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To: Senate Ethics Committee
From: Christopher T. Dodson, Executive Director
Subject: House Bill 1521 - Implementation of Article XIV
Date: March 12, 2019

The North Dakota Catholic Conference supports House Bill 1521 as a reasonable step toward implementing the new Article XIV of the North Dakota Constitution. Although it may not be perfect and may not address all the possible constitutional problems with the new article, HB 1521 addresses two of the conference’s main concerns about Measure 1. First, it makes clear that individuals who donate to the general operation of a church or charity will not have their privacy unduly infringed. Second, it provides some parameters as to what will be allowed and not allowed, thereby possibly restoring some of the public’s confidence that they can participate in the democratic process without unknowingly or wrongly running afoul of the law.

Disclosure/Transparency Provisions

Each year approximately 20,600 Catholics prayerfully choose to give to the Catholic dioceses of Bismarck and Fargo. Their contributions support ministries like education, seminarian formation, communications, and Catholic schools. None of this money is used to support political candidates. None of it goes to contributions to politicians. None of it is used to help political parties.

Like other churches and charities, however, the Catholic Church participates in the public square and expresses opinions on legislation and ballot measures. Doing so typically amounts to spending less than one percent of its total budget.

If Measure 1 was implemented as written, the dioceses or the conference would have to disclose the names of every one of those parishioners whenever we spent over two hundred dollars for lobbying or taking a position on a ballot measure, even if the parishioner gave one dollar. During the campaign, proponents for the measure stated that the legislature would have the authority to make sure this did not occur. HB 1521 adopts the proponents’ position and places common sense parameters on the disclosure provisions.
The definitions of “ultimate and true source” on pages 6 and 38 address the concerns while still implementing letter and spirit of the measure. They state that the “ultimate and true source” of funds means the person who knowingly contributed over two hundred dollars solely to a campaign, to lobby, or to influence state government action.

The definition includes two crucial features. First, it clarifies that people who donate less than two hundred dollars will not be subject to disclosure. This makes sense. Subsection 2 of Section 1 of Article XIV requires disclosure only for expenditures over two hundred dollars. For that reason, it makes sense that the disclosure requirement should only apply to contributions over two hundred dollars.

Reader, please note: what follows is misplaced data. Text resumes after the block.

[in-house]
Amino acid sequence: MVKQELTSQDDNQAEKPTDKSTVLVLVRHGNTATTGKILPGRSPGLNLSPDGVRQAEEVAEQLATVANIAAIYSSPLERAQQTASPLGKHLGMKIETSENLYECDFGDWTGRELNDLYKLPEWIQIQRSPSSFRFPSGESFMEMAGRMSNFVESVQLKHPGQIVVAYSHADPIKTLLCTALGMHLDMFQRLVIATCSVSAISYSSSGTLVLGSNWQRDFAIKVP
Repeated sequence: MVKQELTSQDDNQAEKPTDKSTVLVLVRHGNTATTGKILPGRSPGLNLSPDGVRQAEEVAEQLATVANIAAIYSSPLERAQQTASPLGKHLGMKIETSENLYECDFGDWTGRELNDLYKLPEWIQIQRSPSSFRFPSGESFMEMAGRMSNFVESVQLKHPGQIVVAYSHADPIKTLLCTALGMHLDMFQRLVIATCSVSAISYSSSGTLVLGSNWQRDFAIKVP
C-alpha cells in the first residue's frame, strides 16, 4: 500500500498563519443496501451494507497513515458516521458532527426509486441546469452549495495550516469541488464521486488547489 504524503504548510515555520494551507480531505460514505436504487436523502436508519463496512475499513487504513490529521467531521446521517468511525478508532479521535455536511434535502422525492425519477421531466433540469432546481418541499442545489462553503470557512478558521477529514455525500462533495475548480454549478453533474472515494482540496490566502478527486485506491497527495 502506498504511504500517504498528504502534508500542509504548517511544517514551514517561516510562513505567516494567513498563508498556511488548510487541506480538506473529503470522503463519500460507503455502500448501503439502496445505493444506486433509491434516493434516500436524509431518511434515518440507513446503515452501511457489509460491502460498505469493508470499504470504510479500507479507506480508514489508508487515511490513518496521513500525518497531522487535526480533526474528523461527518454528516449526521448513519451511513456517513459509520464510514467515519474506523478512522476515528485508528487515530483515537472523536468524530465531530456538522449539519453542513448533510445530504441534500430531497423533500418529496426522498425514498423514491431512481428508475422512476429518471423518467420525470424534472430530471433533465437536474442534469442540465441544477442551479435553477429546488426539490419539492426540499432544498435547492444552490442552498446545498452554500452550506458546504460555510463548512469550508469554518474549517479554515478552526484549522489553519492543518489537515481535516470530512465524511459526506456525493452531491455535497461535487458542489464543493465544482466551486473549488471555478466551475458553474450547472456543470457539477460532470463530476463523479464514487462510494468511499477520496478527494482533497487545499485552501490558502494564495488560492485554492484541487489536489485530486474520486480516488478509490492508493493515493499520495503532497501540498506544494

Second, requiring that the contribution be knowingly and solely for one of the triggering purposes makes it clear that organizations would not have to reveal the names of individuals, such as parishioners, who give toward the general operation of the organization. Churches, like many nonprofits, engage in numerous activities of which legislative advocacy may constitute only a tiny fraction. It would be unduly burdensome and extreme overreach beyond the purpose of Article XIV to require disclosure of all sources of funding merely because some of the money was used for engaging in public policy advocacy.

House Bill 1521 also addresses our concerns about the disclosure provision by using practical definitions for “lobby” and “influence state government action.”

Article XIV does not define “lobby.” During the campaign people raised concerns that the lack of a definition meant that any individual communicating to a legislator could be subject to the disclosure provision. Proponents of the measure, however, claimed that the provisions only encompassed actual lobbyists. Presumably, this means that “lobby” is intended to mean lobbying as defined in the North Dakota Century Code, which applies to advocating or opposing the passage of legislation or a decision by Legislative Management on behalf of someone else. Building on existing law, HB 1521 incorporates that definition for purposes of the disclosure requirement.

Similarly, Measure 1 lacked a definition of “influence state government action.” During the campaign the North Dakota Catholic Conference and others expressed concern that “influence state government action” could encompass acts such as Catholic Charities discussing and negotiating the contract for the corporate guardianship program or an adoption agency submitting paperwork to be approved as a child placement agency. People also raised questions about seeking professional licenses or permits. Supporters of Measure 1 indicated that the measure was not supposed to encompass those acts and the legislature would be charged with defining “state government action.”

Although Article XIV does not define “influence state government action,” we can conclude as a matter of grammar that it is something different from lobbying or campaign engagement. In other words, it must by elimination refer to executive branch actions. HB 1521 apparently recognizes this by defining “influencing state government action” as promoting or opposing the final adoption of a rule by an administrative agency. It is difficult to imagine what other official executive branch actions exist. If the phrase is not defined as the adoption of a rule by an executive office, “influencing state government action” could encompass practically all communications and interactions with state agencies. In addition to being unnecessarily overbroad and reaching non-official actions, such an open-ended scope would likely be unconstitutional.